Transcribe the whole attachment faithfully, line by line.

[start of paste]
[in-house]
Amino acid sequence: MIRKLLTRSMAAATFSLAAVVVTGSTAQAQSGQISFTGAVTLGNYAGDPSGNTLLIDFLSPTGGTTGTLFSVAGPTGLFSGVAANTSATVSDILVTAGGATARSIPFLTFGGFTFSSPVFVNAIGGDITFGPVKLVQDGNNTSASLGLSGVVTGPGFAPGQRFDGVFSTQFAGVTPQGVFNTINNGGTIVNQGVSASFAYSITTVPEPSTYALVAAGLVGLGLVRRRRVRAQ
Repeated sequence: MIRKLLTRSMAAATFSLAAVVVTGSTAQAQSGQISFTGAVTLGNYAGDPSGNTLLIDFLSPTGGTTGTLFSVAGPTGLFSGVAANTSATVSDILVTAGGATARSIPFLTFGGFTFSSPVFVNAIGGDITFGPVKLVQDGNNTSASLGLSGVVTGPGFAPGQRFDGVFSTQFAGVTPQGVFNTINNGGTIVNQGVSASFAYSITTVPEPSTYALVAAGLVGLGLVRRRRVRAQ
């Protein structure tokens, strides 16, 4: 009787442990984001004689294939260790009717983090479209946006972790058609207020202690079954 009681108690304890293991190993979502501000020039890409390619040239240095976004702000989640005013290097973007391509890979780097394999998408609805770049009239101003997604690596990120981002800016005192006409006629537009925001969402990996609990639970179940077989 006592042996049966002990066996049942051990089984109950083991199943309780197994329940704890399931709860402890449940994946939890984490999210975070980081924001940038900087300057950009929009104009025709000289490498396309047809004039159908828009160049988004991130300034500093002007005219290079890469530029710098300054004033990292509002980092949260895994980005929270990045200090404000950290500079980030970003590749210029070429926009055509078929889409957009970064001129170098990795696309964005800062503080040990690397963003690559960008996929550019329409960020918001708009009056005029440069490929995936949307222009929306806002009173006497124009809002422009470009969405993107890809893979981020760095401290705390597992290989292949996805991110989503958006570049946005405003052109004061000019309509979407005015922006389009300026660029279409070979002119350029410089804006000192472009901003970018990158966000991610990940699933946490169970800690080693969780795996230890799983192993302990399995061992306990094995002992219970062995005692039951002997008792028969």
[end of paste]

[in-house]
Amino acid sequence: MIRKLLTRSMAAATFSLAAVVVTGSTAQAQSGQISFTGAVTLGNYAGDPSGNTLLIDFLSPTGGTTGTLFSVAGPTGLFSGVAANTSATVSDILVTAGGATARSIPFLTFGGFTFSSPVFVNAIGGDITFGPVKLVQDGNNTSASLGLSGVVTGPGFAPGQRFDGVFSTQFAGVTPQGVFNTINNGGTIVNQGVSASFAYSITTVPEPSTYALVAAGLVGLGLVRRRRVRAQ
Repeated sequence: MIRKLLTRSMAAATFSLAAVVVTGSTAQAQSGQISFTGAVTLGNYAGDPSGNTLLIDFLSPTGGTTGTLFSVAGPTGLFSGVAANTSATVSDILVTAGGATARSIPFLTFGGFTFSSPVFVNAIGGDITFGPVKLVQDGNNTSASLGLSGVVTGPGFAPGQRFDGVFSTQFAGVTPQGVFNTINNGGTIVNQGVSASFAYSITTVPEPSTYALVAAGLVGLGLVRRRRVRAQ
């Protein structure tokens, strides 16, 4: 009787442990984001004689294939260790009717983090479209946006972790058609207020202690079954 009681108690304890293991190993979502501000020039890409390619040239240095976004702000989640005013290097973007391509890979780097394999998408609805770049009239101003997604690596990120981002800016005192006409006629537009925001969402990996609990639970179940077989 006592042996049966002990066996049942051990089984109950083991199943309780197994329940704890399931709860402890449940994946939890984490999210975070980081924001940038900087300057950009929009104009025709000289490498396309047809004039159908828009160049988004991130300034500093002007005219290079890469530029710098300054004033990292509002980092949260895994980005929270990045200090404000950290500079980030970003590749210029070429926009055509078929889409957009970064001129170098990795696309964005800062503080040990690397963003690559960008996929550019329409960020918001708009009056005029440069490929995936949307222009929306806002009173006497124009809002422009470009969405993107890809893979981020760095401290705390597992290989292949996805991110989503958006570049946005405003052109004061000019309509979407005015922006389009300026660029279409070979002119350029410089804006000192472009901003970018990158966000991610990940699933946490169970800690080693969780795996230890799983192993302990399995061992306990094995002992219970062995005692039951002997008792028969």